We feel these results are particularly important as restriction in these movements is a particular problem with this condition.    

Helen says:  “Patients often complain about the loss of overhead arm movement and even simple tasks like putting a shirt or jumper on can be made very difficult.  

Also, the shoulder joint should be moved freely each day and lack of use can soon cause adhesions to form within the joint capsule.  This perpetuates the pain and stiffness, a vicious circle - but one we know that Bowen can interrupt.  

It is pleasing that a large number of trial patients had achieved full range of motion after only 3 sessions.”   

The protocol was carefully designed to reduce the number of other factors, e.g., it is standard practice for Bowen therapists to advise patients to drink plenty of water for a few days after treatment.  

Due to the difficulty in monitoring the patient’s fluid intake there was no such advice given, to eliminate the possibility of the increased water intake being responsible for the improvement in joint function.   Similarly with rehabilitation.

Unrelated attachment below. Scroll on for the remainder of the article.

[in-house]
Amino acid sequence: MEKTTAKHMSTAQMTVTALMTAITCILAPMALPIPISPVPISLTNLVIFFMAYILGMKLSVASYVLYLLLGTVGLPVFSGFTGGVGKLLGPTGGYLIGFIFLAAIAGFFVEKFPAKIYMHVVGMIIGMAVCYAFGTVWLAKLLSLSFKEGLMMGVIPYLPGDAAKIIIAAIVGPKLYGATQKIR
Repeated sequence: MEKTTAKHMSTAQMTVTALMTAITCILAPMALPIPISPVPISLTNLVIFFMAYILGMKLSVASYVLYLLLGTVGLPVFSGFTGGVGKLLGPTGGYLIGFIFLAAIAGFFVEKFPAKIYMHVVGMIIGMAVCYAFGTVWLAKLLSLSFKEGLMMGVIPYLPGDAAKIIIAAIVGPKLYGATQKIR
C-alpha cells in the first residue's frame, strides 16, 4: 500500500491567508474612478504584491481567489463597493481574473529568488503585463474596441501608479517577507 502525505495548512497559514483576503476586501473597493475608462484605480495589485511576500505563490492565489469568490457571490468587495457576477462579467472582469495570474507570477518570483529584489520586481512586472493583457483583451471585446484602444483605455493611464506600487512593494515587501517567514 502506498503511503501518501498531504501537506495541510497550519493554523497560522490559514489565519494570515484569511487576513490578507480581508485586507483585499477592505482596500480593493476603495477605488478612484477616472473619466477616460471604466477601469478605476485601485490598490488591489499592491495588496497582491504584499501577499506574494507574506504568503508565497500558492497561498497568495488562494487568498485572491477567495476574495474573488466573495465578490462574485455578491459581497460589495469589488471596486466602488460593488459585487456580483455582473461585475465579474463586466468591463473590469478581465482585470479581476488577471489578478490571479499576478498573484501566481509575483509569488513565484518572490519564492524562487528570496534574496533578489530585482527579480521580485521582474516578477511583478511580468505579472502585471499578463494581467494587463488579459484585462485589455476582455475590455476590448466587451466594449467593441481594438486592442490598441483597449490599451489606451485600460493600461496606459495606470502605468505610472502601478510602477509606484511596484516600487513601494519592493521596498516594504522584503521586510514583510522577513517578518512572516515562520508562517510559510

Due to the difficulty in quantifying aftercare, all therapists were instructed not to give any aftercare or exercise advice and although we would normally have recommended capsular stretching exercises, these were not prescribed, again eliminating the variables.  

Although we would expect even greater shoulder movement if the exercises had been completed, we were determined to eliminate all other factors.  All patients were told not to change their lifestyle, activity or medication without informing the therapist.  

Every effort was made to reduce the likelihood of any lifestyle changes over the treatment period and any significant changes or the presence of any other therapy rendered the patient unsuitable to continue on the programme.   

The improvement in shoulder function was significantly greater for the treatment group than the placebo group and placebo patients who had not responded showed considerable improvements once Bowen was administered.    

The study has not directly compared Bowen with other forms of therapy - simply against a placebo.  

Although other forms of treatment, e.g. cortisone injections and surgery may be as effective it is important to note the nature of Bowen.  It is a non-invasive, gently “hands-on” treatment with little or no patient discomfort.  It is also cost effective with patients showing significant improvements in only 3 sessions, often showing improvements of over 50% after just one treatment.